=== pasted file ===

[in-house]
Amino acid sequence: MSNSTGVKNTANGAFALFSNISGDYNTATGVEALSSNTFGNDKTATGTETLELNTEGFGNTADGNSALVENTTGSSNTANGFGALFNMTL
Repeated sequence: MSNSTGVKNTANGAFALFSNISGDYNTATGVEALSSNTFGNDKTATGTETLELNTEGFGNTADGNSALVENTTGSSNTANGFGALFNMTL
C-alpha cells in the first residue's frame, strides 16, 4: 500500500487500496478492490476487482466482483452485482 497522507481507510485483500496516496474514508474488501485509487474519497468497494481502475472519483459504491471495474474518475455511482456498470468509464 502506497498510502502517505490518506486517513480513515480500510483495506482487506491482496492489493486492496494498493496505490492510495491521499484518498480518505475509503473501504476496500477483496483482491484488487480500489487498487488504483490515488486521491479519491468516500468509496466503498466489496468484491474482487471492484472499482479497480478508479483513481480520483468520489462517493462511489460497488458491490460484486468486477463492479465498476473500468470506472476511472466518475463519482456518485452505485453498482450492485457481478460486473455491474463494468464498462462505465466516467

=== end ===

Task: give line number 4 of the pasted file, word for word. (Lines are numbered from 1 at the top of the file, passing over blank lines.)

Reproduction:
C-alpha cells in the first residue's frame, strides 16, 4: 500500500487500496478492490476487482466482483452485482 497522507481507510485483500496516496474514508474488501485509487474519497468497494481502475472519483459504491471495474474518475455511482456498470468509464 502506497498510502502517505490518506486517513480513515480500510483495506482487506491482496492489493486492496494498493496505490492510495491521499484518498480518505475509503473501504476496500477483496483482491484488487480500489487498487488504483490515488486521491479519491468516500468509496466503498466489496468484491474482487471492484472499482479497480478508479483513481480520483468520489462517493462511489460497488458491490460484486468486477463492479465498476473500468470506472476511472466518475463519482456518485452505485453498482450492485457481478460486473455491474463494468464498462462505465466516467